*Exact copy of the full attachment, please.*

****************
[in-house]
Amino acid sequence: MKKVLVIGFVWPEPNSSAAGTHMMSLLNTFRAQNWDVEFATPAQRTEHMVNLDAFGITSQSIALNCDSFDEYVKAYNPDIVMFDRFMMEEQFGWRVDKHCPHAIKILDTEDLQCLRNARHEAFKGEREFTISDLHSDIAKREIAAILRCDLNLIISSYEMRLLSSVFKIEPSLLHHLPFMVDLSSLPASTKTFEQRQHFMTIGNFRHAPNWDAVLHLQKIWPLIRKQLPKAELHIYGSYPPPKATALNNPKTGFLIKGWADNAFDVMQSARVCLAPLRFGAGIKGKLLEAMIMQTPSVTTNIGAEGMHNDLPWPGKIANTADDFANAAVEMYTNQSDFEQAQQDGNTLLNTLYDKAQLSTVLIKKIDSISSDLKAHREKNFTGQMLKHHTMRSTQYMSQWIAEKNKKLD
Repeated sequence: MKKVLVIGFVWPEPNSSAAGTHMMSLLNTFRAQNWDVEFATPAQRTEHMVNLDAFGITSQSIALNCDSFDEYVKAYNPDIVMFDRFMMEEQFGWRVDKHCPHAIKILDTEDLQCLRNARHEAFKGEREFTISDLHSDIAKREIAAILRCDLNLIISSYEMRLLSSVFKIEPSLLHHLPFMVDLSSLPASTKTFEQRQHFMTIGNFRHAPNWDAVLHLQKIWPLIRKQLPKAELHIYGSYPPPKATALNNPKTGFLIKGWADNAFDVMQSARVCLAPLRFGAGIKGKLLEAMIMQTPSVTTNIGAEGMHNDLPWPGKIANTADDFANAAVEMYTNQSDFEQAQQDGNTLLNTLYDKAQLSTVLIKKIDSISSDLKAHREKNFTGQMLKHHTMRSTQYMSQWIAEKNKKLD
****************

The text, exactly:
[in-house]
Amino acid sequence: MKKVLVIGFVWPEPNSSAAGTHMMSLLNTFRAQNWDVEFATPAQRTEHMVNLDAFGITSQSIALNCDSFDEYVKAYNPDIVMFDRFMMEEQFGWRVDKHCPHAIKILDTEDLQCLRNARHEAFKGEREFTISDLHSDIAKREIAAILRCDLNLIISSYEMRLLSSVFKIEPSLLHHLPFMVDLSSLPASTKTFEQRQHFMTIGNFRHAPNWDAVLHLQKIWPLIRKQLPKAELHIYGSYPPPKATALNNPKTGFLIKGWADNAFDVMQSARVCLAPLRFGAGIKGKLLEAMIMQTPSVTTNIGAEGMHNDLPWPGKIANTADDFANAAVEMYTNQSDFEQAQQDGNTLLNTLYDKAQLSTVLIKKIDSISSDLKAHREKNFTGQMLKHHTMRSTQYMSQWIAEKNKKLD
Repeated sequence: MKKVLVIGFVWPEPNSSAAGTHMMSLLNTFRAQNWDVEFATPAQRTEHMVNLDAFGITSQSIALNCDSFDEYVKAYNPDIVMFDRFMMEEQFGWRVDKHCPHAIKILDTEDLQCLRNARHEAFKGEREFTISDLHSDIAKREIAAILRCDLNLIISSYEMRLLSSVFKIEPSLLHHLPFMVDLSSLPASTKTFEQRQHFMTIGNFRHAPNWDAVLHLQKIWPLIRKQLPKAELHIYGSYPPPKATALNNPKTGFLIKGWADNAFDVMQSARVCLAPLRFGAGIKGKLLEAMIMQTPSVTTNIGAEGMHNDLPWPGKIANTADDFANAAVEMYTNQSDFEQAQQDGNTLLNTLYDKAQLSTVLIKKIDSISSDLKAHREKNFTGQMLKHHTMRSTQYMSQWIAEKNKKLD